Last week I talked to a bunch of you guys at the IPFW Financial Fair, and you provided me with a lot of good topics and questions you're interested in hearing about. This week, I'll be helping with a few of those questions the best I can.
Oh Crap, School Already Started and I Didn't Apply for Financial Aid
Some of you might have had this happen to you: you just moved into the dorm, you're taking classes, and suddenly you realize: you just started school and you have no way to pay for it.
Before you start panicking, there's good news: it's not too late to get financial aid. Yes, there are deadlines, and you will miss out on some options since you're applying late...however, there are still tons of opportunities, so never fear! Let's look at some of the possibilities:
Step 1) Fill out the FAFSA
It's never too late to fill out the FAFSA. This is the government's form to determine your financial need, and it's a great way to build a financial aid package. While it's probably too late to receive state and institution-specific aid, federal aid is still an option, and filling out the FAFSA is the way to tap into that.
Keep in mind, though, that your parents will need to help with the form to include some of their tax information. Also note that there are services that will help you complete the FAFSA, but they will charge a hefty fee.
Step 2) Talk to your Financial Aid office
Believe it our not, your financial aid office is there to help. They can help answer questions about the FAFSA, and they might be able to clue you into any specific opportunities your school has to offer. In most cases, your school has probably handed out all their scholarships by now, but it never hurts to check.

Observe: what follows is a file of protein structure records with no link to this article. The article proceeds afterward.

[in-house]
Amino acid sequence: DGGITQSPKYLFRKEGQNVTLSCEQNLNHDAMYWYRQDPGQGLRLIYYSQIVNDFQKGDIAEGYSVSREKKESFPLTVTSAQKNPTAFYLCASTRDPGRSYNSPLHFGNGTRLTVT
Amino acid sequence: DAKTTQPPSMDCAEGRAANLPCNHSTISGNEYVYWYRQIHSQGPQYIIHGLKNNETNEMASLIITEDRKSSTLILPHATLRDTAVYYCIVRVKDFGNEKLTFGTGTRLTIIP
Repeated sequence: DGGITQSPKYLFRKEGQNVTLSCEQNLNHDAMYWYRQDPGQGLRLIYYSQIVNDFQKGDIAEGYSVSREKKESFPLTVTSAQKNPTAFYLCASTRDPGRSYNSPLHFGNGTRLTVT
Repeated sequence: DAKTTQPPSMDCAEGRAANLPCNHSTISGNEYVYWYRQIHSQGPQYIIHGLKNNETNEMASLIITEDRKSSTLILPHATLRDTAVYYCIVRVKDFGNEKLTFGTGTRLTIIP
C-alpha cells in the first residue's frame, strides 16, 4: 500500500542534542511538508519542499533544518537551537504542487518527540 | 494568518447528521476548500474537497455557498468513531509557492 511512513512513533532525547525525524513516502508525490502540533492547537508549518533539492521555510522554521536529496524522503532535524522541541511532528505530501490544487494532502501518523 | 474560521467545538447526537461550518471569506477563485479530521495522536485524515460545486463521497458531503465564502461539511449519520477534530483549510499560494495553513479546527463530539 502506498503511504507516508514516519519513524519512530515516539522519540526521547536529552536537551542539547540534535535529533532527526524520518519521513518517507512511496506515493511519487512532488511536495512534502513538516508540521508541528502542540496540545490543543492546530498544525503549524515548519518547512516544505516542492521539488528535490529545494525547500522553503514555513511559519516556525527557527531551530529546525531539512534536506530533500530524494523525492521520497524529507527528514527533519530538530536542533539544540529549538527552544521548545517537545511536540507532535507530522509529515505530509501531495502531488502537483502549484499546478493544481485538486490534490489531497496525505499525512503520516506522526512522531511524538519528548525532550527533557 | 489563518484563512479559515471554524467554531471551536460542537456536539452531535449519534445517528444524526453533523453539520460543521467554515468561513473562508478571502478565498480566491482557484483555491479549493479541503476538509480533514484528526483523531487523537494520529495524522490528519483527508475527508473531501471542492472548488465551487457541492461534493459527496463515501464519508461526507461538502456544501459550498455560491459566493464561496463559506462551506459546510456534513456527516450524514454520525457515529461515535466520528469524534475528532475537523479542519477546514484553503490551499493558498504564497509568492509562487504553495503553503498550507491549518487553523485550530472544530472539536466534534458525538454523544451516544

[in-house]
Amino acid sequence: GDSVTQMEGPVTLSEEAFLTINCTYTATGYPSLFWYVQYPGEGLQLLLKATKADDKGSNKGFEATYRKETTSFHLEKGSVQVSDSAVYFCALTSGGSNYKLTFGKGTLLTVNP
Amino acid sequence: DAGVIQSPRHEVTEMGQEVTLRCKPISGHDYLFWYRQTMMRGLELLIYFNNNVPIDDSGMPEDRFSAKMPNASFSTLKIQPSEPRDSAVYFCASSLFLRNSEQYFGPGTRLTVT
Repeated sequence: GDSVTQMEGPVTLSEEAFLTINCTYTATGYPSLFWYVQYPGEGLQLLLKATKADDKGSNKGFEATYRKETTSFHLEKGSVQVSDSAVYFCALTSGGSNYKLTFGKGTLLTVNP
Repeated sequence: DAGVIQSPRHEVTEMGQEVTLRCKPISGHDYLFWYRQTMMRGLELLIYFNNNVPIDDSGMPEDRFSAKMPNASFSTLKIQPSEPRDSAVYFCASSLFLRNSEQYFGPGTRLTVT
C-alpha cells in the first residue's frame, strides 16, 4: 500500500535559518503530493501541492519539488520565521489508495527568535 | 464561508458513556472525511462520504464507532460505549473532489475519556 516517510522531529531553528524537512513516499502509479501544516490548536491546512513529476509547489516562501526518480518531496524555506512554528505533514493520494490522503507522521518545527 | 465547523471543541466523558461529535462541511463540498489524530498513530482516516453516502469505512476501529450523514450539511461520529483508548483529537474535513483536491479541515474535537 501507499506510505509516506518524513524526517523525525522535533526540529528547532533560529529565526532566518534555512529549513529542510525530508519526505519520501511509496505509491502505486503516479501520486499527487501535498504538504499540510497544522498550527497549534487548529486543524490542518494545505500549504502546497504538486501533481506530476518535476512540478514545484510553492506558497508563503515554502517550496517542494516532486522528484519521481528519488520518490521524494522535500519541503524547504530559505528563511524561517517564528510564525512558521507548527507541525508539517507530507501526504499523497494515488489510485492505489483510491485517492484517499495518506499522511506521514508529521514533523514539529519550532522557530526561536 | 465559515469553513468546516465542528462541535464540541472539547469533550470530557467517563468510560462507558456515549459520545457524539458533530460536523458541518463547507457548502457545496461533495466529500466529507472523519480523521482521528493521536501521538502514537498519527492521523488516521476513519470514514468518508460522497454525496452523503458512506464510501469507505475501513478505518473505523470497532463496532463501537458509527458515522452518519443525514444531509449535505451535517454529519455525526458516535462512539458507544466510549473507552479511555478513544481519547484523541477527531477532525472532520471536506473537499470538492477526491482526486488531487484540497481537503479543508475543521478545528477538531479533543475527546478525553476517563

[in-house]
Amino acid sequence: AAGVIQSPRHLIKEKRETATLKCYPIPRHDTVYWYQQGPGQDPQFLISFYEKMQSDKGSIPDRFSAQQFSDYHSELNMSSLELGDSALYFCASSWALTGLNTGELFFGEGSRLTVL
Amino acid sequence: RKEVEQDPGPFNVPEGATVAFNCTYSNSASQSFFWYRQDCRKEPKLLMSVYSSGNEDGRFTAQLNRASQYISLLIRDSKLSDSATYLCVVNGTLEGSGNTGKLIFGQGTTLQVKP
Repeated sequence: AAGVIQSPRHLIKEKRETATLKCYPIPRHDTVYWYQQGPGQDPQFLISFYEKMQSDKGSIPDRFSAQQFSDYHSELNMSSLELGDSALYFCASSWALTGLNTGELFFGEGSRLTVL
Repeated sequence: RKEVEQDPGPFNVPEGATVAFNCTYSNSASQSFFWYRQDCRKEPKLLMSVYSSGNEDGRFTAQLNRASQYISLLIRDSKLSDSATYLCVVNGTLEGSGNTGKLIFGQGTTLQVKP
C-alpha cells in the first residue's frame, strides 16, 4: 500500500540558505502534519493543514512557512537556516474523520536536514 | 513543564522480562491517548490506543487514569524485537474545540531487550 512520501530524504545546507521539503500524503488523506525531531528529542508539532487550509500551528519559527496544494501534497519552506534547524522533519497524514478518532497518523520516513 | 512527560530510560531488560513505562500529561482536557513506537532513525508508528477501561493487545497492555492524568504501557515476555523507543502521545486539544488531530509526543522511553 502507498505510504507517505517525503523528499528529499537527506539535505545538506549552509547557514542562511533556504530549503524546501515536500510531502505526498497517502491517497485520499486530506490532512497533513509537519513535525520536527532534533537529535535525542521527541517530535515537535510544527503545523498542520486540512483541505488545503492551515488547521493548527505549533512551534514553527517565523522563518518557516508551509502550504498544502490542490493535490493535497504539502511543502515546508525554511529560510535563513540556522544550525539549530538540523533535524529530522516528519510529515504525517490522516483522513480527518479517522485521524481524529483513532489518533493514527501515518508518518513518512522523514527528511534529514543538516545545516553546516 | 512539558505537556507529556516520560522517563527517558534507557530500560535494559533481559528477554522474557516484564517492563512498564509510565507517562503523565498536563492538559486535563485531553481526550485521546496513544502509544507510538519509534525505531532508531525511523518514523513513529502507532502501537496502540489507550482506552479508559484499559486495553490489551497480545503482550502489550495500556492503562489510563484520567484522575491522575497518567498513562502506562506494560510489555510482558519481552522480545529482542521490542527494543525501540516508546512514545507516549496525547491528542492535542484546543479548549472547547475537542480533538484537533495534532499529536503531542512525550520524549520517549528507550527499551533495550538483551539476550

You can also ask them about a Work-Study program. You don't have to fill out a FAFSA to qualify for Work-Study, and your campus no doubt has jobs still available that will help you pay for college. Getting a campus job through Work-Study is a great way to help fund your education.
Step 3) Go for the money!
Once you've gotten a little more of an idea of what's available to you, go for the three-pronged attack:
Always start by getting as much free money as you can. At this point, the PELL Grant is probably the only thing available to you, and you apply for it by turning in the FAFSA. This is where you should start.
After your free money options have run out, look for cheap money. To great examples are the Stafford Loan, a federal loan with very low interest that you can get by completing the FAFSA, and a Work-Study program at your school.
If you're still short on funds, it's time to look for money to fill in that gap. At 3Rivers, for example, they offer excellent student choices to help meet your remaining need. Plus, they're super helpful and would love to go over your options with you if you contact them.
Just because you've already started school doesn't mean you don't have financial aid options. It may be a little more difficult, but there's still a lot of money out there to help you pay for college...you just have to look for it!